Third-generation paratrooper takes command of Fort Bragg squadron
By DREW BROOKS | The Fayetteville Observer, N.C. | Published: May 5, 2017
FAYETTEVILLE, N.C. (Tribune News Service) — The Tackaberry family are no strangers to Fort Bragg parade fields.
For three generations, members of the clan have stood on them, often in positions of honor or importance.
The late Lt. Gen. Thomas H. Tackaberry was a commander of the 82nd Airborne Division and, later, the 18th Airborne Corps and Fort Bragg. His son, retired Brig. Gen. Burt Tackaberry, served as assistant division commander for support.
On Thursday, the latest generation of the family took command of a Fort Bragg unit.
Lt. Col. Jonathan P. Tackaberry, son of Brig. Gen. Tackaberry, took the helm of the 1st Squadron, 17th Cavalry Regiment during a ceremony on Stang Field, outside the 82nd Airborne Division War Memorial Museum.
The squadron is part of the 82nd Combat Aviation Brigade, 82nd Airborne Division. Earlier this year, the unit completed a deployment to South Korea, during which it served as the U.S. Army’s last OH-58D Kiowa Warrior squadron.
Now, with a transition ahead in which the squadron will take on new aircraft, it’s a family name in charge.
“My grandfather used to say, ‘It’s a great day to be a soldier. And an even better day to be a paratrooper in the 82nd Airborne Division,’ ” the younger Tackaberry said. “As always, he was right.”
The eldest Tackaberry was a notable absence at the ceremony. Lt. Gen. Tackaberry died early last month. He was one of the nation’s most decorated soldiers, having been awarded three Distinguished Service Crosses, five Silver Stars, a Distinguished Flying Cross and a Soldier’s Medal, among many others.
But Brig. Gen. Tackaberry said his father knew the younger Tackaberry would be taking command within the 82nd Airborne. And he was incredibly proud that the family tradition would continue.
“Dad would have loved to have been here,” he said. “He’s absolutely looking down, proud.”
The Tackaberry family wasn’t the only multi-generational link between paratroopers on display at Stang Field.
The father of Lt. Col. Adam Frederick, the outgoing commander of the 1st Squadron, 17th Cavalry Regiment, is a retired colonel who also previously commanded a battalion within the 82nd Airborne Division.
“Thirty-two years ago I first came to this museum as a young kid,” Frederick said. But he never expected to be back as a commander.
The lieutenant colonel took command of the squadron roughly 30 months ago, officials said, shortly after the unit returned from a deployment in Afghanistan.
Col. Erik Gilbert, commander of the 82nd Combat Aviation Brigade, said Frederick immediately re-energized the squadron, training it up to exercise rapid deployment capabilities that hadn’t been tested or validated in more than a decade.
At the same time, the unit began preparation for the deployment to South Korea, training in remote locales and introducing the unit to over-water operations.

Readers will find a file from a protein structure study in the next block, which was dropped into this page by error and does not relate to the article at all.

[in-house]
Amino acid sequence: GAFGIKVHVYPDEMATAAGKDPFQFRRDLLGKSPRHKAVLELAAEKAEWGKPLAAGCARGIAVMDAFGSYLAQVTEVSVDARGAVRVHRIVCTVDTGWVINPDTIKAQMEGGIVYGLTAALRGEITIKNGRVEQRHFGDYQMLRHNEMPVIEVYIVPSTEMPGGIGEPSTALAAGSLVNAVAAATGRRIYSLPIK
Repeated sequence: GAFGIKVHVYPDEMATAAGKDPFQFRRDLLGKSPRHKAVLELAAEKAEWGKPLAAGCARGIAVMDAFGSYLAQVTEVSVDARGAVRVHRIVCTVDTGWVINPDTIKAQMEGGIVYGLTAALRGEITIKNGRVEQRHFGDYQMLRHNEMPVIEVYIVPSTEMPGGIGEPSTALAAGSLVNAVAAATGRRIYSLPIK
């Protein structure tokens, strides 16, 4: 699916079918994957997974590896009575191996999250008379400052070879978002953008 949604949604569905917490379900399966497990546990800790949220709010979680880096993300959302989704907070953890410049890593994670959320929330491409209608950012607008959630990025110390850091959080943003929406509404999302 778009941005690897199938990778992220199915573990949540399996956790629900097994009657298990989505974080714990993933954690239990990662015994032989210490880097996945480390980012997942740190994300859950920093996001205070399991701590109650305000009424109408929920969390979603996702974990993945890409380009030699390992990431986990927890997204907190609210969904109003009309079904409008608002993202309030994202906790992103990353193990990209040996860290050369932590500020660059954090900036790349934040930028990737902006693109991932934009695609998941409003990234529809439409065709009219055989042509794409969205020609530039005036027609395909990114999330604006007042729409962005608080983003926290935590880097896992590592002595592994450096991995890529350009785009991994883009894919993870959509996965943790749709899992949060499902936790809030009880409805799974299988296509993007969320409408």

Before the deployment, the squadron set a world record for the largest helicopter formation. Like everything the unit did, Gilbert said flying over parts of Fort Bragg and Fayetteville was “well-planned, coordinated and superbly executed.”
In South Korea, the unit served as deterrence to North Korean aggression, Gilbert said. It also became the Army’s last Kiowa squadron as officials moved forward with retiring the aging helicopters.
“This historic final ride for Kiowa Warrior more than lived up to expectations,” he said. “The squadron proved that it was truly both the last and the best of the Army’s Kiowa Warrior squadrons.”
Gilbert thanked Frederick, adding that he would be missed, but would leave behind a strong legacy.
Frederick said any accolades belonged to his soldiers.
He said the unit set goals to be the best, no matter the task in front of them, and strived to honor the lineage of the cavalry and specifically the Kiowa Warrior community.
“Today I pray that I did justice for this remarkable organization and was the squadron commander that you all deserved,” he said.
The 1st Squadron, 17th Cavalry Regiment is in the midst of its transition to a heavy attack reconnaissance squadron, Gilbert said.
The unit will receive its new helicopters, AH-64D Apaches, and new unmanned aerial vehicles, RQ-1 Shadows, later this year.
“Tack will certainly have his hands full,” Gilbert said.
The unit’s first eight Apaches will arrive in June. The rest — in all the unit will have 24 Apaches and 12 Shadows — will come in the the following months. And the unit also has been tasked with supporting the first unit-level Apache qualification course in the Army’s history as it builds up to deployable unit again.
The squadron will face new challenges and oppositions in that time, Gilbert said. But he said he believes Tackaberry — who comes to Fort Bragg from Hawaii where he served with U.S. Army Pacific — is ready.
“I wish you the very best for this squadron, and I know you’ll continue the incredible legacy of this organization,” the colonel said.
Lt. Col. Tackaberry thanked Gilbert for that trust.
He also praised his family for their support, pointing out that it was not just the Tackaberry men who served. He praised the four generations of Tackaberry women who have supported paratroopers and who attended the change of command.
The younger Tackaberry also isn’t the only member of the family currently in command.
Brig. Gen. Tackaberry said his other son, Lt. Col. Andrew Tackaberry, is commanding an artillery battalion in South Korea.
He said he gave both sons advice before they took command of their respective units.
“Actively take care of soldiers,” he said. “Commanders always say they care for soldiers, but you have to take care of them, too. Don’t be passive. Be active.”
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